U.S. Supreme Court Ruling on Habeus Corpus Rights for Gitmo Detainees

A major topic of debate among Constitutional rights and immigration advocates was whether so-called “terror” suspects had a right to challenge their detention in the civilian courts. Now, the U.S. Supreme Court has spoken. In a 5-4 decision, the justices handed the Bush administration yet another defeat in their quest to hold terror suspects indefinitely and without charges at the Guantanamo Bay Naval Base in Cuba. Justice Anthony Kennedy, who wrote for the majority in a 70-page opinion, stated, “We hold these petitioners do have the habeus corpus privilege.”  He further added that the Congress had failed to provide an alternative for the prisoners held at the U.S. Naval Base to contest their detention. 

In essence, the terror suspects were not afforded any real procedure to challenge their detention. Many Constitutional rights advocates hope that the U.S. Supreme Court’s ruling will lead to immediate hearings for many of the detainees. Some of the detainees have been detained for as long as six years to date. It is interesting to note that under the Geneva Conventions, these individuals could have been classified as prisoners of war. As such, the Bush administration could have detained them as POWs until the conclusion of the Iraq War, which would not have been for several more years. However, because the Bush administration was adamant that these “terror” suspects be tried in military tribunals, they could not be classified as prisoners of war.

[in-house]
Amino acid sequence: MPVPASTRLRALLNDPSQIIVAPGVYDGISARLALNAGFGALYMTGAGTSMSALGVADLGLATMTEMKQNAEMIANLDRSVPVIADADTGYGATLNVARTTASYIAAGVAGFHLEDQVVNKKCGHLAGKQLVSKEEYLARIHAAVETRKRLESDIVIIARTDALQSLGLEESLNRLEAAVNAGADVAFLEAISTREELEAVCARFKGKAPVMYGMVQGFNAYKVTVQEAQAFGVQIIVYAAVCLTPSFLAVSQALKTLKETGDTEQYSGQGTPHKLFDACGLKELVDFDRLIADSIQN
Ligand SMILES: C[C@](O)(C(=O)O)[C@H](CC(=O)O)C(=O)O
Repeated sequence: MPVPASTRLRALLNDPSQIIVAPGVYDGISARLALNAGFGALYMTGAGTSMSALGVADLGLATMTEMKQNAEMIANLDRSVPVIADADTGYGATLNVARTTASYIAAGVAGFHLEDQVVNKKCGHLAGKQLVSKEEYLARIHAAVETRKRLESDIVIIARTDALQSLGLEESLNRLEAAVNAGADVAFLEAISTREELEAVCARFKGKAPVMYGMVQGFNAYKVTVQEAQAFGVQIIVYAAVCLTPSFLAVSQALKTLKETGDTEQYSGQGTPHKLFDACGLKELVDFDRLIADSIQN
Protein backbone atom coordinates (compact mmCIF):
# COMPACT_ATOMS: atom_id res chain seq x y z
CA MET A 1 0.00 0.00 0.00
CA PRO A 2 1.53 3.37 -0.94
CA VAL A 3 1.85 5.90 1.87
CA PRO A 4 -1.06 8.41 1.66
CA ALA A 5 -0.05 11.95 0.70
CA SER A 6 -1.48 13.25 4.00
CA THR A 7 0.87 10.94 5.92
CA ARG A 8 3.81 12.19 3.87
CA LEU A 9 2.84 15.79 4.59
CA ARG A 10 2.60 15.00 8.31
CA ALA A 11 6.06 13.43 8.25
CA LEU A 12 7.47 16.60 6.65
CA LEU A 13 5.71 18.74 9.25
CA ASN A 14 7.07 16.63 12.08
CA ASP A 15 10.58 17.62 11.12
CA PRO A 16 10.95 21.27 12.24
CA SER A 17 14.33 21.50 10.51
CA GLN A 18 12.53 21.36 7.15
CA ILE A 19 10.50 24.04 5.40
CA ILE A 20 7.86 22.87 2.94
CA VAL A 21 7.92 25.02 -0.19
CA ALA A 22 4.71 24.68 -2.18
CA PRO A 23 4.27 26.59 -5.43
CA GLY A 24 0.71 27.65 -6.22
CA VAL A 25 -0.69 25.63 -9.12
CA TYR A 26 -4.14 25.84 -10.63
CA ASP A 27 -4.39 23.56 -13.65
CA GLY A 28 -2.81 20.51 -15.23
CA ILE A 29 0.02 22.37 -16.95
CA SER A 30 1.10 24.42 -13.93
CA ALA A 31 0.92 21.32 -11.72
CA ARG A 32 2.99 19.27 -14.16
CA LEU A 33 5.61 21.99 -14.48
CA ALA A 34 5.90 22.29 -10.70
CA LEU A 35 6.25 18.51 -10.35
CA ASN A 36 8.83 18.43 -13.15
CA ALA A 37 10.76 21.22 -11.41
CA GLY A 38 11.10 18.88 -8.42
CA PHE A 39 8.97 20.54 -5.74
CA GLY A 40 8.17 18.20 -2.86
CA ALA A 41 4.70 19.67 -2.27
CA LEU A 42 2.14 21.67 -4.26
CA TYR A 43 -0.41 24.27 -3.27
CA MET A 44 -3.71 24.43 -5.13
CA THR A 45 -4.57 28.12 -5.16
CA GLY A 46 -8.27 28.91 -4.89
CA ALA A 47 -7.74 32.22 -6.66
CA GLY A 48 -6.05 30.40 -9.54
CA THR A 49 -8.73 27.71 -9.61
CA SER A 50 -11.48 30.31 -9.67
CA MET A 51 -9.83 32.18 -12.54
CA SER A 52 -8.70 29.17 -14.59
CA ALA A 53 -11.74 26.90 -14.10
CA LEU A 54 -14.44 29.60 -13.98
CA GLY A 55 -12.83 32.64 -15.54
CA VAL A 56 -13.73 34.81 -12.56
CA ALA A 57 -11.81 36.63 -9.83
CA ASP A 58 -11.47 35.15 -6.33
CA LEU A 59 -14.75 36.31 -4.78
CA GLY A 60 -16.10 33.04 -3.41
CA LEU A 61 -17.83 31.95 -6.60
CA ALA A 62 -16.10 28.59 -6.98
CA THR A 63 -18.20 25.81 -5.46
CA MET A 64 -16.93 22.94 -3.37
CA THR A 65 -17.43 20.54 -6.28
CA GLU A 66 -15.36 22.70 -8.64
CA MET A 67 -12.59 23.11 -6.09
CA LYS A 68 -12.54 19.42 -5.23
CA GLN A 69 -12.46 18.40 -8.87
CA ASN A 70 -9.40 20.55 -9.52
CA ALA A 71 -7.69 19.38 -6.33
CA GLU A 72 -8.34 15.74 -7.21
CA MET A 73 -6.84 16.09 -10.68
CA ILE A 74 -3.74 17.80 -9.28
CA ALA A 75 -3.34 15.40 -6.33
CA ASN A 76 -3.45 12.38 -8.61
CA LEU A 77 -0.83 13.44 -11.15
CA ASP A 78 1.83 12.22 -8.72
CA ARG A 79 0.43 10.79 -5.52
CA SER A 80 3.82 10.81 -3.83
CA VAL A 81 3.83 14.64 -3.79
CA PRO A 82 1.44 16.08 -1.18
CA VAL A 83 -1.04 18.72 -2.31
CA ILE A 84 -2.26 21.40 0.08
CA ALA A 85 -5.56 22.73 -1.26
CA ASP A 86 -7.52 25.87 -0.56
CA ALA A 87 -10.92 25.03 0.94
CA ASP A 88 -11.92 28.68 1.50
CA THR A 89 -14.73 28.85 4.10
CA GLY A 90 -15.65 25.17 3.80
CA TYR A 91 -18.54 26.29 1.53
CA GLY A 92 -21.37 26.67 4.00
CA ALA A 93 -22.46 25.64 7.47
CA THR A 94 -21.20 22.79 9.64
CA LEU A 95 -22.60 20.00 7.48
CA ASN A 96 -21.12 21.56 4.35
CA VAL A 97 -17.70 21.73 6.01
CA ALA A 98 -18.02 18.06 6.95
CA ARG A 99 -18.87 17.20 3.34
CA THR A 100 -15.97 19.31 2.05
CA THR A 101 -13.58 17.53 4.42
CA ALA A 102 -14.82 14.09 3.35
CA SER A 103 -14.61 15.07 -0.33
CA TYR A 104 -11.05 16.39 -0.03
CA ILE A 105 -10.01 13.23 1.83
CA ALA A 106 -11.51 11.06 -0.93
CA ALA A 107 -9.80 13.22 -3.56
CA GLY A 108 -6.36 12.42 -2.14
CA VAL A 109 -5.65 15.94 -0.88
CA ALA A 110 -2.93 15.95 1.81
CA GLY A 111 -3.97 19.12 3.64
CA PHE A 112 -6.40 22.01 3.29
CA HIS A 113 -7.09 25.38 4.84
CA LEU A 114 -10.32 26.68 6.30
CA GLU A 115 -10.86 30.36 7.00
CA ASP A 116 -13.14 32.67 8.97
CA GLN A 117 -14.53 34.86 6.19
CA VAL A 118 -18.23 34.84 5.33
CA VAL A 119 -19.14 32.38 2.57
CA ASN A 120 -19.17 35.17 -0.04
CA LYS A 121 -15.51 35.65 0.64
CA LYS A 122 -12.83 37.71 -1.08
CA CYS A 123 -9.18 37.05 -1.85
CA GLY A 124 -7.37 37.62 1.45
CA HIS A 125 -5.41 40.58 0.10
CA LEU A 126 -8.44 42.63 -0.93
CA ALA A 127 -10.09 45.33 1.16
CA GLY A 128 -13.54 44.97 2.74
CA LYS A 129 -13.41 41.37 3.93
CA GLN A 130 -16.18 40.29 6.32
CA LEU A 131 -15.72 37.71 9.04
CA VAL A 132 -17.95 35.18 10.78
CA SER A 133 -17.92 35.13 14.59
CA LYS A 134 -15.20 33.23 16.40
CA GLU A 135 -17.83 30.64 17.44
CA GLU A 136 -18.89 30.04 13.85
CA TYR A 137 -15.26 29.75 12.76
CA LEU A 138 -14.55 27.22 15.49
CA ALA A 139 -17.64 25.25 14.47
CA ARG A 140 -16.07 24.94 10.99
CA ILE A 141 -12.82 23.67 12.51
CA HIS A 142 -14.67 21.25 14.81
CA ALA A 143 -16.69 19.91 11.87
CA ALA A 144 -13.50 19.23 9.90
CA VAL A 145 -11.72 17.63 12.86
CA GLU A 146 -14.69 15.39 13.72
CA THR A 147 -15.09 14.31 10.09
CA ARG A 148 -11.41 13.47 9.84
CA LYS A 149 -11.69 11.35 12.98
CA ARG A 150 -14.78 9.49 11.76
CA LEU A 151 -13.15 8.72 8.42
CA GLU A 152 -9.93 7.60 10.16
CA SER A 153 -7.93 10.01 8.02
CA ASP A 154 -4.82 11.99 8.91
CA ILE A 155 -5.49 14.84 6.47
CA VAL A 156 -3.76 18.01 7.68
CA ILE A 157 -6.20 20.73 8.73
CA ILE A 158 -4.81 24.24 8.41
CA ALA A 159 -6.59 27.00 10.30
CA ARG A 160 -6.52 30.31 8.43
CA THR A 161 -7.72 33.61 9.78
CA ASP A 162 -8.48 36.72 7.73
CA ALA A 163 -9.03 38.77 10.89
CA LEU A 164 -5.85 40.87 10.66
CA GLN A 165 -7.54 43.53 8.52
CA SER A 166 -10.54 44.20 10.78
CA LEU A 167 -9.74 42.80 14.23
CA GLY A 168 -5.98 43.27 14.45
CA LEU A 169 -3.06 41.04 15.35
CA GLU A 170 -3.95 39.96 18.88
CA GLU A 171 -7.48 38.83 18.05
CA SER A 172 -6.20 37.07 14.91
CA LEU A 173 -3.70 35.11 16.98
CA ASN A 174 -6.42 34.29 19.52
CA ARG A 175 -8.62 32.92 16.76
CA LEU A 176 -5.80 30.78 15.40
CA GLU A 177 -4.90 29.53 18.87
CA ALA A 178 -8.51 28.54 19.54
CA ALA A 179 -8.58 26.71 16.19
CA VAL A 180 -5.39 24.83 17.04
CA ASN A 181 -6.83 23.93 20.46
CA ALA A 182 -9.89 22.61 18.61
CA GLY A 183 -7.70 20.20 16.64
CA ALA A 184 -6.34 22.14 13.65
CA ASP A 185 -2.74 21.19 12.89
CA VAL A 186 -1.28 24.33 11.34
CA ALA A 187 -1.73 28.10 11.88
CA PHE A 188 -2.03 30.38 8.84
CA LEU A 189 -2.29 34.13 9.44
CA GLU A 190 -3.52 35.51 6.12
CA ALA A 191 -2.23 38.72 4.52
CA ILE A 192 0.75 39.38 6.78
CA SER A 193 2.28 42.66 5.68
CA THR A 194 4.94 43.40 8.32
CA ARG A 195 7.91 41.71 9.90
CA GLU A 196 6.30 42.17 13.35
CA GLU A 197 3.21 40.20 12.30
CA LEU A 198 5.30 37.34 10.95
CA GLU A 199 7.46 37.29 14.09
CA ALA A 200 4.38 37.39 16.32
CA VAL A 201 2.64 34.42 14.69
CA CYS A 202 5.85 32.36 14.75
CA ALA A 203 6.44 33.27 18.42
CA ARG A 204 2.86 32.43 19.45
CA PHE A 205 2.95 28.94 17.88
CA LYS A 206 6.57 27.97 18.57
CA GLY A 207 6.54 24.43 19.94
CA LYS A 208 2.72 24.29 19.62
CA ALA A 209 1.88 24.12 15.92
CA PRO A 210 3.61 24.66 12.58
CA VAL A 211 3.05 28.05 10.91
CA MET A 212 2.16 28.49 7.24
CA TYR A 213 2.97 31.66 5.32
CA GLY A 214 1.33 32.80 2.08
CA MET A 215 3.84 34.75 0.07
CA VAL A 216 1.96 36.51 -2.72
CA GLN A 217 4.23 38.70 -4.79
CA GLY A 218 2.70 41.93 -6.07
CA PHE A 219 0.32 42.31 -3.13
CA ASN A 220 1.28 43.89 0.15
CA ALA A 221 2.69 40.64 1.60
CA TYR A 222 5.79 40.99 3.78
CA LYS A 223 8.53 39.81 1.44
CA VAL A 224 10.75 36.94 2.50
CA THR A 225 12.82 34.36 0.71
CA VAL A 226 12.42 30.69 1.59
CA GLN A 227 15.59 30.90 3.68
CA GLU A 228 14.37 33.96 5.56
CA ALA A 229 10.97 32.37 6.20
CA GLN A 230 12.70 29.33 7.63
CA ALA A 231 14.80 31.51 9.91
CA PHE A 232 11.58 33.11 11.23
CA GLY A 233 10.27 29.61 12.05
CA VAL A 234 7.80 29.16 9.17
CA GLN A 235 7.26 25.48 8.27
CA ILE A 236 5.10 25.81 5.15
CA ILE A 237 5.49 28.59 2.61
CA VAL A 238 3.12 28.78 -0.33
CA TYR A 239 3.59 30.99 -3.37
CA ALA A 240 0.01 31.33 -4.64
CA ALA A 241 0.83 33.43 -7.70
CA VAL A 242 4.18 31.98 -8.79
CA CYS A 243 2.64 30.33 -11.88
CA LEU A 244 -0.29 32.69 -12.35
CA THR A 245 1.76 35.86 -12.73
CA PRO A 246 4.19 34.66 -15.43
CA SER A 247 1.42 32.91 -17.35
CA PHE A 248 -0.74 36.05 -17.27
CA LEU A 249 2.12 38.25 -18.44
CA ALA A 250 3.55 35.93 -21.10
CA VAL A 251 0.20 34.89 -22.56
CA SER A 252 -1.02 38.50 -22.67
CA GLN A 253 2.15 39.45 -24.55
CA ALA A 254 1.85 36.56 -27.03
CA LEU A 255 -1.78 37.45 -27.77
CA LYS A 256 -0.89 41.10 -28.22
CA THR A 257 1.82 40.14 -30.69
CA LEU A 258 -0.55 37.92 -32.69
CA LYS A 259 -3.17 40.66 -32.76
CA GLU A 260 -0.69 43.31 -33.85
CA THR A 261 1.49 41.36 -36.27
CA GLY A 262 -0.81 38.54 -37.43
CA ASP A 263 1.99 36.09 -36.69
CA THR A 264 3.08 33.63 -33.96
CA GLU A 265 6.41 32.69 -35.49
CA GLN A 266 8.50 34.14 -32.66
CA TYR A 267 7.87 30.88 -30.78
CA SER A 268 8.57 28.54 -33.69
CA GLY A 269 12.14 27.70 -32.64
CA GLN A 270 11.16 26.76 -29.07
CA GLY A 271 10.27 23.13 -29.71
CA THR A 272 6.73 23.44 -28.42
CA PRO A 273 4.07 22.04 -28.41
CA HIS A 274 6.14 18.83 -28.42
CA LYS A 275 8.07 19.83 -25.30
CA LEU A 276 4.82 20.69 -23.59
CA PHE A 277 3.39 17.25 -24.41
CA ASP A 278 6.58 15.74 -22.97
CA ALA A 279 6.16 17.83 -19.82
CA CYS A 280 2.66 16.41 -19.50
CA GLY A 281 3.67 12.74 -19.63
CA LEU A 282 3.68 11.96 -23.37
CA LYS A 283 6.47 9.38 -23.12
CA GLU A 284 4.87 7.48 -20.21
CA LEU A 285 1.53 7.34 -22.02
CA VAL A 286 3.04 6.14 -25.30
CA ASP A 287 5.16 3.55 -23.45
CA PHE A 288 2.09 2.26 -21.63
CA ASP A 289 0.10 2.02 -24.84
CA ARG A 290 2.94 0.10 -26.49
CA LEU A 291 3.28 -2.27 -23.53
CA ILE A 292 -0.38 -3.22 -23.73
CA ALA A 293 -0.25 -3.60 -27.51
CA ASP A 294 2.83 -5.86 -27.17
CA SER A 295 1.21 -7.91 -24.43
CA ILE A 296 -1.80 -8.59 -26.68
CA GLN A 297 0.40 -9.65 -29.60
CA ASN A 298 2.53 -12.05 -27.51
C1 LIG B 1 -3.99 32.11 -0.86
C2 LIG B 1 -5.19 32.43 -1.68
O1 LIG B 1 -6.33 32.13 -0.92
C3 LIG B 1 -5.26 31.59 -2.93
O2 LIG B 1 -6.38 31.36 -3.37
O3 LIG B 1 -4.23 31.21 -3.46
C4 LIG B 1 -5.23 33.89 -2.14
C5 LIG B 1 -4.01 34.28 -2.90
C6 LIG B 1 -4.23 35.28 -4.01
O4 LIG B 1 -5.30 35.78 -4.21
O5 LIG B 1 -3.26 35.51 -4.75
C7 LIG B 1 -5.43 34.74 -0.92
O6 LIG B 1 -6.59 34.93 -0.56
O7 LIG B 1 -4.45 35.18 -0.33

Many Constitutional rights and immigration advocates, including the detainees’ lawyers, applaud the High Court’s decision and hope that their clients now have the opportunity to secure their freedom.  Some of them felt that the Bush administration was too quick to act in detaining these individuals indefinitely, without formal charges and any real procedures for challenging their detention in light of 9/11. Obviously, the Supreme Court shares the same opinion. 

Rob C. Tonogbanua
Dickie McCamey & Chilcote, P.C.

Explore posts in the same categories: Immigration Law, Rob C. Tonogbanua

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